‘Focusing on better times’: Investors say market momentum to flow into 2021

Major investors are optimistic the sharemarket recovery will continue into 2021 and are tipping strong earnings growth as companies return to stability on the back of the coronavirus vaccine rollout.

Leading global asset manager Janus Henderson says the virus is still the most influential factor in markets across the world, but tips 2021 as “a year of exceptionally strong earnings growth”.

“The coronavirus changed everything, killing over 1.6 million people, wiping $US22,000 billion off global stock markets in a few weeks, plunging the global economy into the worst recession since WWII and provoking a $US21 trillion monetary and fiscal policy response,” Paul O’Connor, the firm’s head of the multi-asset team wrote in a note to clients.

There is widespread optimism that the vaccine rollout will help companies recover from the hit from the virus in 2020.
There is widespread optimism that the vaccine rollout will help companies recover from the hit from the virus in 2020.Credit:Getty

“Yet, while 2020 ended with the coronavirus still rampant in Europe and the US, the surge in risk assets in the final months of the year showed that financial markets were clearly looking beyond these concerns and focusing on better times ahead in 2021.”


Ever since markets bottomed out in March 2020, thanks to the US Federal Reserve’s “whatever it takes” stimulus announcement, equity prices have been strong as investors ignored the present and looked six to 12 months down the road. The information technology sector, in particular, has outperformed as have commodities such as iron ore and copper.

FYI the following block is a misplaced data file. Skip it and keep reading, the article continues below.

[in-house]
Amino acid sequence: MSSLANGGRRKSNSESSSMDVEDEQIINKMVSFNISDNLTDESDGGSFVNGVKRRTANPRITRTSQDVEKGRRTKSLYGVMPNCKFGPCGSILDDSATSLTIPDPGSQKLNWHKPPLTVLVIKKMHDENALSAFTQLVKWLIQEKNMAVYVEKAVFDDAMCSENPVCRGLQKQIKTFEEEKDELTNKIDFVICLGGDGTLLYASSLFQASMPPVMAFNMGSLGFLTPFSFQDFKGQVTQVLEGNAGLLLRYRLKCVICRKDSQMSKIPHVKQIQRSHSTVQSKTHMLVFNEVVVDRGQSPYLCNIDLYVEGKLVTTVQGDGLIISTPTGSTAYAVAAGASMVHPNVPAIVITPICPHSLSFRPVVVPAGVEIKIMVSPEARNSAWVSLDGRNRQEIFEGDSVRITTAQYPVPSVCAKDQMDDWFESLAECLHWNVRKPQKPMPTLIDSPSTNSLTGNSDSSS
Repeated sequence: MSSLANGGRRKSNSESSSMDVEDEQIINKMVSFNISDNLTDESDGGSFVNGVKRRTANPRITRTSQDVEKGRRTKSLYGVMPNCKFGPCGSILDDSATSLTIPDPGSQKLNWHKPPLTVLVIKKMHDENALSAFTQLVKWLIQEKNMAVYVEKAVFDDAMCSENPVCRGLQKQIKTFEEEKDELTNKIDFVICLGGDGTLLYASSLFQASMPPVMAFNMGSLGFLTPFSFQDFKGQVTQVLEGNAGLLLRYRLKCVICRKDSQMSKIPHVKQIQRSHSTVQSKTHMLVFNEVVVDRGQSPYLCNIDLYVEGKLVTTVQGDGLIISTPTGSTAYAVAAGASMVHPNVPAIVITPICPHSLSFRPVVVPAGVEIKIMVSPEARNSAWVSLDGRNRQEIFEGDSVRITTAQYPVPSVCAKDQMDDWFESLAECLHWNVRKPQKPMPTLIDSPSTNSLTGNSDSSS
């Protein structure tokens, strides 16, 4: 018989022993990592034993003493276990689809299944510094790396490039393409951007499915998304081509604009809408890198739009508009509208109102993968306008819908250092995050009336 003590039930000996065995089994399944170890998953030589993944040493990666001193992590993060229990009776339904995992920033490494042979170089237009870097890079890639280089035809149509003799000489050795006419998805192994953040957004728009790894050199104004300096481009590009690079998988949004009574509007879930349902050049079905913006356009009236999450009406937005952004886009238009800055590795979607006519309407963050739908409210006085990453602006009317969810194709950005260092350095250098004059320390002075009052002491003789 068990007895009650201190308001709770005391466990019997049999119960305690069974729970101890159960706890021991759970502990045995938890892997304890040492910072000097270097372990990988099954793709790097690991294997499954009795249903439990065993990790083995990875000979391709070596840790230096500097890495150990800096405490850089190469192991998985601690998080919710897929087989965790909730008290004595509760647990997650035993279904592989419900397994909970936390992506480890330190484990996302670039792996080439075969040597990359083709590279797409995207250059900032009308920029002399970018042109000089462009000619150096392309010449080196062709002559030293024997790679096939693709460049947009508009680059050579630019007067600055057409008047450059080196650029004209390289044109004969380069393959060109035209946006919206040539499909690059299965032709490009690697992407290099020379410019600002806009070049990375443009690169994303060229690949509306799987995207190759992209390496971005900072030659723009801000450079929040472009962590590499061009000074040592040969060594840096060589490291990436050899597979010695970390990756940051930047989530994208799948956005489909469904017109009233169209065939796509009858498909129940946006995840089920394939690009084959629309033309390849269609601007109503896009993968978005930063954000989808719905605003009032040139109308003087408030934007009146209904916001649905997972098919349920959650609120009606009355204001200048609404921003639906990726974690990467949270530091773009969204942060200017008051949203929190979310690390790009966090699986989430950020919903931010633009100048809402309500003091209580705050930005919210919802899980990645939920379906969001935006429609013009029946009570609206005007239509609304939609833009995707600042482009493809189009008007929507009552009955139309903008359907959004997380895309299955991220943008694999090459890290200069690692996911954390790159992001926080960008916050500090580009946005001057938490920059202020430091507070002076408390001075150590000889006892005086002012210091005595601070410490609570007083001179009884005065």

“The most confounding thing about financial markets in 2020 was that, in totality, the mood of the global equities market seemed completely different than the mood of everything else happening to humanity,” Olivia Engel, global chief investment officer active quantitative equity at State Street wrote in a note to clients.

She says 2021 stock prices will start to reflect fundamentals – rather than expectations – as markets stand on the “threshold of a new investment reality as COVID vaccines roll out and monetary and fiscal conditions change in response to a global economic recovery”.

Investors will soon learn whether the market’s eye-watering valuations are justified or whether they are a frothy side-effect of unbridled optimism due to low-interest rates.

The 2021 reality for Australian companies should become clear within a few weeks as first-half reporting season kicks off.

Morgans analysts Andrew Tang and Tom Sartor have an optimistic outlook but note there is a “risk of surprise in company results that have significant leverage to the recovery”.

“Overall, we expect outlook commentary to be better than what was provided in August, and we think some companies will provide first time guidance,” they wrote in a recent note to clients.